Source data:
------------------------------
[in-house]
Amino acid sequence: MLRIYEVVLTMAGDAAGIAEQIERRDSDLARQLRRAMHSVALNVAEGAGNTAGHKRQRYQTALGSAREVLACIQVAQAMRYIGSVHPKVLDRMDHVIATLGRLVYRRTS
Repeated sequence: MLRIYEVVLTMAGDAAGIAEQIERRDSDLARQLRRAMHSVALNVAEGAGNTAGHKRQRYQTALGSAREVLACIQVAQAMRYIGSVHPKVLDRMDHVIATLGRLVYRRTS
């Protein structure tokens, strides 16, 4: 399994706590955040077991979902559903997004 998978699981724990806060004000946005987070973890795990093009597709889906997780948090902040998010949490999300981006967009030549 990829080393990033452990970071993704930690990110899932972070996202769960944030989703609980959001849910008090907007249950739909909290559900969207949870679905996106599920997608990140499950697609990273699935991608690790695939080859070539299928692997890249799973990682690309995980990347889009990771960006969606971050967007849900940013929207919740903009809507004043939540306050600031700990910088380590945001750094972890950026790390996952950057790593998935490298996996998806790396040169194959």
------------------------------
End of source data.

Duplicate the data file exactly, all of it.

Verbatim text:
[in-house]
Amino acid sequence: MLRIYEVVLTMAGDAAGIAEQIERRDSDLARQLRRAMHSVALNVAEGAGNTAGHKRQRYQTALGSAREVLACIQVAQAMRYIGSVHPKVLDRMDHVIATLGRLVYRRTS
Repeated sequence: MLRIYEVVLTMAGDAAGIAEQIERRDSDLARQLRRAMHSVALNVAEGAGNTAGHKRQRYQTALGSAREVLACIQVAQAMRYIGSVHPKVLDRMDHVIATLGRLVYRRTS
């Protein structure tokens, strides 16, 4: 399994706590955040077991979902559903997004 998978699981724990806060004000946005987070973890795990093009597709889906997780948090902040998010949490999300981006967009030549 990829080393990033452990970071993704930690990110899932972070996202769960944030989703609980959001849910008090907007249950739909909290559900969207949870679905996106599920997608990140499950697609990273699935991608690790695939080859070539299928692997890249799973990682690309995980990347889009990771960006969606971050967007849900940013929207919740903009809507004043939540306050600031700990910088380590945001750094972890950026790390996952950057790593998935490298996996998806790396040169194959």